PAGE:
Eating On The Shores Of The Mediterranean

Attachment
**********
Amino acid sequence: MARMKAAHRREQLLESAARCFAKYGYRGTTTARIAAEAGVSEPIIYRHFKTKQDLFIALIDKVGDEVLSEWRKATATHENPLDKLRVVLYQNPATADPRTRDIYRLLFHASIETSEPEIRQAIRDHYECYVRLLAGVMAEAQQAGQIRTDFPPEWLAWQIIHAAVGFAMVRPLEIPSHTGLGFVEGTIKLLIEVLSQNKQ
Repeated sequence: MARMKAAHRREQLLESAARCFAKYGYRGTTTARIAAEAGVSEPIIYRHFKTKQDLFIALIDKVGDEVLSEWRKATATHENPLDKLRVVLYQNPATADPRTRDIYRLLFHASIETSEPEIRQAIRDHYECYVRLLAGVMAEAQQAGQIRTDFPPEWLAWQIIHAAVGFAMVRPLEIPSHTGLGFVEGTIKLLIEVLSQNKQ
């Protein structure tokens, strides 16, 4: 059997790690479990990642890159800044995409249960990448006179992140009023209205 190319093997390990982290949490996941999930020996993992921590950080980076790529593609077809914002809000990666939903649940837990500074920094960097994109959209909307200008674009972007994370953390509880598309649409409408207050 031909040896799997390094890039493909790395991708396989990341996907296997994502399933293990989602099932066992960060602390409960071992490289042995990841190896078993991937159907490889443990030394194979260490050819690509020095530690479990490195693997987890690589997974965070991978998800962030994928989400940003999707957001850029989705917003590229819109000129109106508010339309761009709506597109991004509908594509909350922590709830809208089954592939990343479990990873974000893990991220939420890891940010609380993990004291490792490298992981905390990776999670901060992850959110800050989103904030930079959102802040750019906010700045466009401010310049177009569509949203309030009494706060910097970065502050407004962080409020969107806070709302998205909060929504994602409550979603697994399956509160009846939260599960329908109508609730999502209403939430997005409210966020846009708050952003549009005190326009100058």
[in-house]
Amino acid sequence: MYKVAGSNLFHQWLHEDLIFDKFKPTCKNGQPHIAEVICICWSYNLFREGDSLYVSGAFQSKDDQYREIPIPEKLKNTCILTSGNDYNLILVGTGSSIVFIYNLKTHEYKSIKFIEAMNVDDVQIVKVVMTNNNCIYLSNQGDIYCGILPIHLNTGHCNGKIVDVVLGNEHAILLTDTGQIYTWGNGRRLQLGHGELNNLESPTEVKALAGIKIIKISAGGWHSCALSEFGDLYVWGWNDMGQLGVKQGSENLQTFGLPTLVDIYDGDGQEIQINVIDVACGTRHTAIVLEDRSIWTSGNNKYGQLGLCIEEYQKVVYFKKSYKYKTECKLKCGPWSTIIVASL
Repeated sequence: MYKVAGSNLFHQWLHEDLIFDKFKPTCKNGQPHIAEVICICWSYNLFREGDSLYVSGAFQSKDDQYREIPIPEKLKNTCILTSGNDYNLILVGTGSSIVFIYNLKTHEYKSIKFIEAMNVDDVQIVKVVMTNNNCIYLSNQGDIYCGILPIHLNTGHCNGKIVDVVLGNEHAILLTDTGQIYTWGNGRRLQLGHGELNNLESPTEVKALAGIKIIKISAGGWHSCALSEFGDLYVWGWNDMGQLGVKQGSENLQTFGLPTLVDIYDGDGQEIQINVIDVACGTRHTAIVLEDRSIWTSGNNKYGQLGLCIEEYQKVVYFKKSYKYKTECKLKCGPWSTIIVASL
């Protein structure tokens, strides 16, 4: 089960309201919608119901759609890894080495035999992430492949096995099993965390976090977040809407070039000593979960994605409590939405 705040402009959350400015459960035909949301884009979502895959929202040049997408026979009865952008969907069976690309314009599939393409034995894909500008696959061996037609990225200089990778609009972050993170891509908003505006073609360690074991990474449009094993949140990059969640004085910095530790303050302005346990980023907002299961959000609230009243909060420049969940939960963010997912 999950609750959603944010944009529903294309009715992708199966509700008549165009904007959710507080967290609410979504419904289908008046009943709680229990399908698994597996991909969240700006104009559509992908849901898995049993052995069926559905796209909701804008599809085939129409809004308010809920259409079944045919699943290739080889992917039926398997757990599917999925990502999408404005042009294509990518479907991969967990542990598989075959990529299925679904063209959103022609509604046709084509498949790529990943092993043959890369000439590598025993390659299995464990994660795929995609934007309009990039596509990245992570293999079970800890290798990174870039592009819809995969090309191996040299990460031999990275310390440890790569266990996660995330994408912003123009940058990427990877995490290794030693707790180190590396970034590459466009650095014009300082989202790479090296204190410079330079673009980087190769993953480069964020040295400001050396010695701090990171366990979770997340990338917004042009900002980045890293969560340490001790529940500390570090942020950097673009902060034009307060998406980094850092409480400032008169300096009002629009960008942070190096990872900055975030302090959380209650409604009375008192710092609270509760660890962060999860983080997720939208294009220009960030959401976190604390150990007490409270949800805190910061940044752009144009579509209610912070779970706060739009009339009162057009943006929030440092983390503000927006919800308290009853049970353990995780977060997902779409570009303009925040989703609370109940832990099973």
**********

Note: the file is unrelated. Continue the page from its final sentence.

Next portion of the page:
There is much talk these days about the benefits of what is referred to as The Mediterranean Diet, a diet rich in fruits, vegetables, nuts, grains, pulses and oil, especially olive oil; by contrast it is a diet low in dairy products and low in meat. It is broadly the diet which we follow here, not out of any particular health concerns, though I have my Type 2 Diabetes to bear in mind, and I had my little run-in with cancer last year, but because it tastes so good. In this we are helped by the fact that there are many things we can get here that either would not be available in England, or would be prohibitively expensive. Here, for instance, we can easily pop artichokes, avocados and a whole variety of different types of tomatoes into the trolley, not to mention large, gnarled and beautifully tasty red and green bell peppers which would be rejected by British supermarkets. In the summer we can add to the list Pimientos de Padrón, small peppers that look like green chillies, but are actually mild (apart from the odd one that catches you unawares and rocks you back on your heels, but that’s part of the fun) and are shallow fried in oil until the skins are charred, then tipped out into a dish and sprinkled with a generous dose of coarse sea salt. You then sit around and eat them chatting with friends with good fresh bread to accompany them and mop up the juices. Fruit, too, has its novelties - chirimoyas and paraguayos being two. The chirimoya is a strange fruit which looks as if it is covered in scales, a bit like an artichoke and the skin is the same colour. In fact the skin is faceted with brown lines. To eat it, you simply slice it in half vertically and eat it with a spoon, discreeetlyy spitting out the large black stones that are the only drawback. In English they are often called custard apples because their flavour tastes a bit like both. The paraguayo looks just like a small peach squashed down into a hopeless doughnut, and indeed it belongs to the peach family. These fruits, along with apricots, nectarines and several varieties of peach, are seasonal and one of the pleasures is seeing them reappear on the supermarket shelves each year. Mangos are also grown locally, but are also imported and so are available all year round, but the price is a fraction of what we used to pay in the UK, so a typical weeks shopping would include at least a couple. Of course, there are also apples, pears, bananas, strawberries and raspberries, but we tend to favour the more tropical fruits. Spain is also a major producer of citrus fruits, which are both plentiful and cheap, so much so that each week we pick up a couple of 2kg nets of oranges for juicing each morning as part of breakfast, and there are always limes and lemons on hand at home for adding to a G & T, or juicing into a salsa or tagine. As I read this back, I realise that actually there is an awful lot to be said about the Mediterranean diet. I allowed myself several posts to introduce you to the world of Spanish wine. I shall now do the same for the food of the Mediterranean. It is so much more than just Spanish, Italian or Greek!

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